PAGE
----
Defiant FIA boss Max Mosley remains convinced the row can be resolved
By Andrew Benson
BBC Sport at Silverstone
Max Mosley has rejected claims by eight of the 10 Formula 1 teams that they will set up a breakaway series next year as "posing and posturing".
President of governing body the FIA, Mosley said he will start legal action against teams umbrella group Fota.
But he added in an exclusive BBC Sport interview: "We all know that there will be an F1 world championship and everyone who can be in it, will be."
Red Bull boss Christian Horner said the two sides had reached a "stalemate".
Ferrari, McLaren, Red Bull, Toro Rosso, Toyota, Renault, Brawn and BMW Sauber issued their threat late on Thursday evening.
An FIA statement on Friday afternoon said Fota's actions amounted to "serious violations of law including wilful interference with contractual relations, direct breaches of Ferrari's legal obligations and a grave violation of competition law".
The statement added that the 2010 F1 entry list, which the FIA had planned to publish on Friday, would be "put on hold while the FIA asserts its legal rights".
That decision gives all parties room for manoeuvre as they search for a compromise on the issue.
"Always with these things in the end there's a compromise," Mosley said. "They can't afford not to run in F1 and we would be very reluctant to have an F1 world championship without them."
Mosley repeated his belief that some of the teams backed by road-car manufacturers might quit F1 over the winter - he has already named BMW, Renault and Toyota as the most vulnerable.
But he added: "The great traditional teams, and I include Ferrari in that, need to be there and they will be there.
"They can't get the backing they need to run in another series, so eventually they will come back. We have to leave the door a little bit open.
"At the moment we can't negotiate with them successfully because everything we offer is rejected, because their fundamental position is they want to take the financial side away from the commercial rights holder, Bernie Ecclestone, and they want to take the governance of the sport, the regulation, from us.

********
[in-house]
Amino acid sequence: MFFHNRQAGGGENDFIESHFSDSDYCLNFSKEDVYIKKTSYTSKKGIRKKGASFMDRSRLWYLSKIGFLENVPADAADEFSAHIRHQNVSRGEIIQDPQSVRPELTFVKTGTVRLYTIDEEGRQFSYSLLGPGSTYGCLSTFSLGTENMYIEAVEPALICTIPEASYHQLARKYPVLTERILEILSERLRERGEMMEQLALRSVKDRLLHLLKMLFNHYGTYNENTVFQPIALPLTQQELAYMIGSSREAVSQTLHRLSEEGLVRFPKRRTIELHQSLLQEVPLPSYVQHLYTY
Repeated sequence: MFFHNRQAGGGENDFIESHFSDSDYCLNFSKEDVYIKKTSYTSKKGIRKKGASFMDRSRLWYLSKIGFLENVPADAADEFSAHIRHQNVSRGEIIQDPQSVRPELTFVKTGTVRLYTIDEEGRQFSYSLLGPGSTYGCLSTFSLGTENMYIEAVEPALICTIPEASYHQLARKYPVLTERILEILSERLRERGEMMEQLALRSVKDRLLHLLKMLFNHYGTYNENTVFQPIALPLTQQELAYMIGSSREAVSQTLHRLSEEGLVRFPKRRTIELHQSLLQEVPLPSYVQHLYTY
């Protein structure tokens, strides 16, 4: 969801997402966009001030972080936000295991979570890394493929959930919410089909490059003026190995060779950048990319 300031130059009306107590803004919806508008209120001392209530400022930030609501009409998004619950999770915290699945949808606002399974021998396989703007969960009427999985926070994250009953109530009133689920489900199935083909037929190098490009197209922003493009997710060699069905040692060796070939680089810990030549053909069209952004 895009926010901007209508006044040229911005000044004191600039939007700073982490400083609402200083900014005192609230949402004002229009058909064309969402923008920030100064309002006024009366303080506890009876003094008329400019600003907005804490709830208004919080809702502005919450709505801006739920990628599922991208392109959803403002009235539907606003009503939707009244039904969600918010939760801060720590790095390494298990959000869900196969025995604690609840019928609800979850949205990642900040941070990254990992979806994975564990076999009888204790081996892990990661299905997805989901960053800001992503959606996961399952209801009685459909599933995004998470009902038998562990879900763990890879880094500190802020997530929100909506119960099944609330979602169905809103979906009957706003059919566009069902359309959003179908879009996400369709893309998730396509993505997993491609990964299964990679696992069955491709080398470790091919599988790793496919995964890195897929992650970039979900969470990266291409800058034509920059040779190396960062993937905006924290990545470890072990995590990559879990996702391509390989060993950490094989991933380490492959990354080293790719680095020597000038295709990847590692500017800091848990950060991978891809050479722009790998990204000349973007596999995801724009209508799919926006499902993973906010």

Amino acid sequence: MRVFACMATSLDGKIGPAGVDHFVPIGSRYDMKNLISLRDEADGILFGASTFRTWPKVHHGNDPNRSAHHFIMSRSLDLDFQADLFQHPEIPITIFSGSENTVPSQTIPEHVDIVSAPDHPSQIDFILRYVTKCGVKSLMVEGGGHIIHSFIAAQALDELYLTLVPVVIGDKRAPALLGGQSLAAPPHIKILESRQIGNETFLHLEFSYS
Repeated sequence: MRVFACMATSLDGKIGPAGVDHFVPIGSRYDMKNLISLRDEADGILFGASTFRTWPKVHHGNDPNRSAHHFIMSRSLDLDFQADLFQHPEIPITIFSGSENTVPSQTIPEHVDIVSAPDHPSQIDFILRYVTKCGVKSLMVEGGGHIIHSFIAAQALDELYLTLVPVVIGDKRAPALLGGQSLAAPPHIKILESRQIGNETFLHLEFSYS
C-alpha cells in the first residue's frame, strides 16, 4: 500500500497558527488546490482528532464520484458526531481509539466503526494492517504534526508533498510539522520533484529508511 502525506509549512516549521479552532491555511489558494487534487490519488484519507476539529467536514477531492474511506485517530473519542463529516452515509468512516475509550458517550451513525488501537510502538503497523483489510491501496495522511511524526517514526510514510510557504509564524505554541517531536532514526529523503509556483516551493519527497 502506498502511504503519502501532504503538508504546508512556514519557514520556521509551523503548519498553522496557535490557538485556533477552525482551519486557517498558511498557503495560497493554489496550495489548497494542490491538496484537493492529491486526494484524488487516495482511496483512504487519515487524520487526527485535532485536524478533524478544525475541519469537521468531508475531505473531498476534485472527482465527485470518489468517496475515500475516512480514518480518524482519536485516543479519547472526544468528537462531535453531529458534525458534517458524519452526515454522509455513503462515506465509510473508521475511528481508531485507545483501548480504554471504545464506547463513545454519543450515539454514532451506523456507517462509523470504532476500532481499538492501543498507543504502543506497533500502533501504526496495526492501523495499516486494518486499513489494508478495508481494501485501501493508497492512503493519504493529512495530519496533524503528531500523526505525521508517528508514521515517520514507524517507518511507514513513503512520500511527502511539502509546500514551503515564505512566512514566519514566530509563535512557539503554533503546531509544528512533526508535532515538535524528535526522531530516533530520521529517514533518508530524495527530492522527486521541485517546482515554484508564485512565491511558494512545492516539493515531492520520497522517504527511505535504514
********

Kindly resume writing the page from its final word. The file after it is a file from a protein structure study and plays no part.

"That can't happen and it's not going to happen, and eventually they'll recognise that and everything will come together."
The row was provoked by Mosley's decision in April to introduce a £40m budget cap next year, but it also revolves around governance of the sport.
Mosley says the teams agreed to a cap last year - a claim Fota rejects - and insists that it is vital to the future health of the sport, which he says it not sustainable at current spending levels.
But the Fota teams reject his claim that they want to engage in a "spending arms race".
They say they, too, are committed to cost cuts, but they prefer to limit ways in which the teams can spend money.
The Fota teams also object to what they see as the autocratic way in which Mosley runs F1, and the way he has allowed the Concorde Agreement - which enshrined certain rights for the teams, including in rule-making - to lapse.
Ecclestone denies knowledge of Fota statement
They also want what they consider to be a fairer split of the sport's profits and changes to the way the commercial side of F1 is run.
Mosley had invited the Fota teams to enter next year's championship and sort out their disagreements afterwards, but Horner said: "Entering with goodwill but no clarity, no guarantees, without those concrete compromises, [and] solutions in place, is an untenable position for the teams."
Mosley said he would consider resigning if that would solve the problem, but added: "That's not the issue."
"Whoever replaced me would defend the interests of the FIA because the championship belongs to them. The next person, they'd want his head until they got what they wanted. They're challenging the governing body of motorsport and that will not succeed.
"The difficulty they're putting me in is even if I wanted me to stop they're making it very difficulty for me to do so, because the people in the FIA are saying we've got all this trouble, we're being attacked, you must stay."
Ross Brawn, the boss of championship-leading Brawn GP, denied that the teams were working to remove Mosley.
"It's in no way a condition of the conditional entry the Fota teams have made," he said. "It's not something the Fota teams are pushing for or asking for. it has not entered discussions."
Mosley said he had made "concession after concession to accommodate them and they keep saying no."
He said he had reached an agreement with some teams, but "the others - what we call the loonies - tore it up.
"They simply won't talk about any progress and they pretend it's us.
"They say the FIA - or I - am dictating. That is not it at all. We are trying to get the thing in order."
Horner added: "A huge amount of effort has been made by the teams to try and find a compromise because we do have a duty of care to the employees, the fans, the sponsors, the public.
"The intention and effort was to try to find a compromise, a solution. The decisions that were made were not taken lightly. It's a difficult decision to make, but the conditions we put in have effectively been rejected and the teams reached a position where they feel they could go no further. Situations can change, but that's where we are."
Brawn added: "The teams' ambition is not to take over F1, but they have a massive investment in it. They want their investment protected."